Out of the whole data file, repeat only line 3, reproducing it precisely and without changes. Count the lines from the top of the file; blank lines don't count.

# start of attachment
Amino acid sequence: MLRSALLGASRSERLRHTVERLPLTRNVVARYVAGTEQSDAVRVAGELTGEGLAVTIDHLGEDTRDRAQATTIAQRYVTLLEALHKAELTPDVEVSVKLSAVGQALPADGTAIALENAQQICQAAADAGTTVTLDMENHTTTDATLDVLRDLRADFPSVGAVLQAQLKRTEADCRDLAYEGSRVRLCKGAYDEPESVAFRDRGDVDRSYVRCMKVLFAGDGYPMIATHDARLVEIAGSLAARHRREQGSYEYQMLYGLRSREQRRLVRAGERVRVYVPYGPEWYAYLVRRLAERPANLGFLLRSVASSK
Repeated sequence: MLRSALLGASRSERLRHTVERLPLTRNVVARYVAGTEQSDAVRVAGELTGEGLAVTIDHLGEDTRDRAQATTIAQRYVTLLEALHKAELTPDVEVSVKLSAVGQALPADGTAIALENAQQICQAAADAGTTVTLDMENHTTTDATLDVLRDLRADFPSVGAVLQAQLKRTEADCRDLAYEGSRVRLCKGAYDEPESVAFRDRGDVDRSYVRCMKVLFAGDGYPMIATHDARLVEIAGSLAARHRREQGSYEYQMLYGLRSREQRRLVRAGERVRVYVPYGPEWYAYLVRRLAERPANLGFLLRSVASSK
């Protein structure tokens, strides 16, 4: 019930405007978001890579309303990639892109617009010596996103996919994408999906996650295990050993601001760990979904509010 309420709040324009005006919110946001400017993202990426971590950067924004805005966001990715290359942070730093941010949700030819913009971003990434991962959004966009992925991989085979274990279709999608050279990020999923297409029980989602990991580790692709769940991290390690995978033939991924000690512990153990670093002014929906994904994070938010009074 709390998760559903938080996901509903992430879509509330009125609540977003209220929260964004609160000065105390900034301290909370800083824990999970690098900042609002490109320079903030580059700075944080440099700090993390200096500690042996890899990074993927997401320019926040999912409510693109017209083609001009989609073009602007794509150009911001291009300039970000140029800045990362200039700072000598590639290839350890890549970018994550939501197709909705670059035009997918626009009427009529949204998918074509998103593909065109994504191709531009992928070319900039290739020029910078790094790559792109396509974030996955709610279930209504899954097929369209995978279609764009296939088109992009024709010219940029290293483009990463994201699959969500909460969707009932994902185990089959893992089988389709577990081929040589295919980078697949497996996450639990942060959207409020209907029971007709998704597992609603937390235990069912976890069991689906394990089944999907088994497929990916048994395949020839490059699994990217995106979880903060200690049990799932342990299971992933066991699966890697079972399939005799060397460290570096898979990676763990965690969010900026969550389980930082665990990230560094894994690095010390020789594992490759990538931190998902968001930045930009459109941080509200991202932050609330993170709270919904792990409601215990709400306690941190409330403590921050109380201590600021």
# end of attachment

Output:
């Protein structure tokens, strides 16, 4: 019930405007978001890579309303990639892109617009010596996103996919994408999906996650295990050993601001760990979904509010 309420709040324009005006919110946001400017993202990426971590950067924004805005966001990715290359942070730093941010949700030819913009971003990434991962959004966009992925991989085979274990279709999608050279990020999923297409029980989602990991580790692709769940991290390690995978033939991924000690512990153990670093002014929906994904994070938010009074 709390998760559903938080996901509903992430879509509330009125609540977003209220929260964004609160000065105390900034301290909370800083824990999970690098900042609002490109320079903030580059700075944080440099700090993390200096500690042996890899990074993927997401320019926040999912409510693109017209083609001009989609073009602007794509150009911001291009300039970000140029800045990362200039700072000598590639290839350890890549970018994550939501197709909705670059035009997918626009009427009529949204998918074509998103593909065109994504191709531009992928070319900039290739020029910078790094790559792109396509974030996955709610279930209504899954097929369209995978279609764009296939088109992009024709010219940029290293483009990463994201699959969500909460969707009932994902185990089959893992089988389709577990081929040589295919980078697949497996996450639990942060959207409020209907029971007709998704597992609603937390235990069912976890069991689906394990089944999907088994497929990916048994395949020839490059699994990217995106979880903060200690049990799932342990299971992933066991699966890697079972399939005799060397460290570096898979990676763990965690969010900026969550389980930082665990990230560094894994690095010390020789594992490759990538931190998902968001930045930009459109941080509200991202932050609330993170709270919904792990409601215990709400306690941190409330403590921050109380201590600021």